In his book Moral Status and Human Life: The Case for Children’s Superiority, law professor James Dwyer argues that children are not merely equal to adults in moral status but actually have a higher moral status than adults. Below is a brief video in which he sketches out the broad contours of his thought on moral status and how his views would bear on the relative moral statuses of the unborn, of children, of mentally competent adults, and of brain dead adults:
I pose to you, my most insightful readers, the relevant questions he raises: How should we conceptualize moral status? What gives a being moral status at all? Are there actually different degrees of moral status and if so how can we fairly determine what they are in different cases? What bearing would various psychological facts have on determining the truth about moral status and what other factors besides psychological facts might matter?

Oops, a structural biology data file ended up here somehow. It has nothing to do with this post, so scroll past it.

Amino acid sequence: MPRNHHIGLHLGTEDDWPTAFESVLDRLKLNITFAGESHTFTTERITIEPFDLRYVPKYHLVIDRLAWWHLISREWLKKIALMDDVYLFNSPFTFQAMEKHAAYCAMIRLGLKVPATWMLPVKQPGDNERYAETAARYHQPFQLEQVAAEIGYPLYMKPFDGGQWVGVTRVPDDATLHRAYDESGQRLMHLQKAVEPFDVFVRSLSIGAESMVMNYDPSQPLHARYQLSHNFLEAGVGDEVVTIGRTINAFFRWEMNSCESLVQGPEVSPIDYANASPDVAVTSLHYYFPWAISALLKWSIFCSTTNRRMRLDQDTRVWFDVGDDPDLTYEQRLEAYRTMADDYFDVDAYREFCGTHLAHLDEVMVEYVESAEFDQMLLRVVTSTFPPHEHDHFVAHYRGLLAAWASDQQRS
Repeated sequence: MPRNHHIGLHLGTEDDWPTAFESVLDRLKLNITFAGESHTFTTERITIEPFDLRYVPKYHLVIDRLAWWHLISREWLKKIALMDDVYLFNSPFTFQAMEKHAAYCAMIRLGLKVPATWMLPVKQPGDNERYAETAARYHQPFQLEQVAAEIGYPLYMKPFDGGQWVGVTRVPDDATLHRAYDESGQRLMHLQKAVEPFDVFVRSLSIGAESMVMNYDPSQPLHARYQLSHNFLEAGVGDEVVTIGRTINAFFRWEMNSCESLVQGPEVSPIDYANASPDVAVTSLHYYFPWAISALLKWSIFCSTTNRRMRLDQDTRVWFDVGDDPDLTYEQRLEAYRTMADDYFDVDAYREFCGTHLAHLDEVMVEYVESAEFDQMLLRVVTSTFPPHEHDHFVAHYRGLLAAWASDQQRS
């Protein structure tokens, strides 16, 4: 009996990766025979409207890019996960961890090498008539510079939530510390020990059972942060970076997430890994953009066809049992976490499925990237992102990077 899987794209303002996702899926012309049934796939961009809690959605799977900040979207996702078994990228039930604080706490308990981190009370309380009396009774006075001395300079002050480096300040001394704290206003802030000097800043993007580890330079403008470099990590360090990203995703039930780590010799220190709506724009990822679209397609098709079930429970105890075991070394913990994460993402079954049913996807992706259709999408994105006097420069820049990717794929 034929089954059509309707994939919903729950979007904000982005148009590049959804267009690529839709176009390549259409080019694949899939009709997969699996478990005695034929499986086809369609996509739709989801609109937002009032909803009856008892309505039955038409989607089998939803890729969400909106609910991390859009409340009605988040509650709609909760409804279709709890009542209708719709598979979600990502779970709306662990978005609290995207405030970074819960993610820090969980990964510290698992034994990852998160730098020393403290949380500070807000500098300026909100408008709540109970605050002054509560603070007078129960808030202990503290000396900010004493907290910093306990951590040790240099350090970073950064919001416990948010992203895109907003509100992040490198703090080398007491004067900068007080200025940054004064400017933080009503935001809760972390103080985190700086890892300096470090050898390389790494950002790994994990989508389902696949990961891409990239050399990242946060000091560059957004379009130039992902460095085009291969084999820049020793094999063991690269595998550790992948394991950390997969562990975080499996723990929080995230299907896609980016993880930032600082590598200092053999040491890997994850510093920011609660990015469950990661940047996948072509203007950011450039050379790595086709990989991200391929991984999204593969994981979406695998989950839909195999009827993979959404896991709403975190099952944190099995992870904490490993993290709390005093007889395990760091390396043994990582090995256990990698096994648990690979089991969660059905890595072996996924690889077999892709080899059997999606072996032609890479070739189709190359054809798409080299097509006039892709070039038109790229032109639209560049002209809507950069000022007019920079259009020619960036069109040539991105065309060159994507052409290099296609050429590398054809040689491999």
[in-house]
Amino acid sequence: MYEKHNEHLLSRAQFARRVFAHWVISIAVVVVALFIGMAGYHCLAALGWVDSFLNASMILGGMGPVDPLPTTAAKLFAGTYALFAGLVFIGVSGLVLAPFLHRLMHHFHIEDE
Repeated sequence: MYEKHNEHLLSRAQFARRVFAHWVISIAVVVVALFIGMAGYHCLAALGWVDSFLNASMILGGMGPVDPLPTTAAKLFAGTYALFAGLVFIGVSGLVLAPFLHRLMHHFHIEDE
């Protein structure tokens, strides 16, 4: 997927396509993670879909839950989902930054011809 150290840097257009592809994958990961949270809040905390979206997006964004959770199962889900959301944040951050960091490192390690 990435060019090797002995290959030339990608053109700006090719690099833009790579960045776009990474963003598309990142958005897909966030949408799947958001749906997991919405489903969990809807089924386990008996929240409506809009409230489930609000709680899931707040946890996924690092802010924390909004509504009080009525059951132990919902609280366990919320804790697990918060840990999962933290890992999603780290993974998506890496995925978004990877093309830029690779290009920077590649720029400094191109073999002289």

And, most importantly, I pose all these questions to you as part of asking you today’s open philosophical question, “Do Children Have Higher Moral Status Than Adults?”
And beyond questions of the rightfulness or wrongfulness of religious indoctrination as part of formal schooling–which I encourage you to discuss instead in reply to this already hotly debated post rather than redundantly in reply to the present question–what would be other concrete practical issues in which your views on the moral status of children would have ethical and/or legal implications?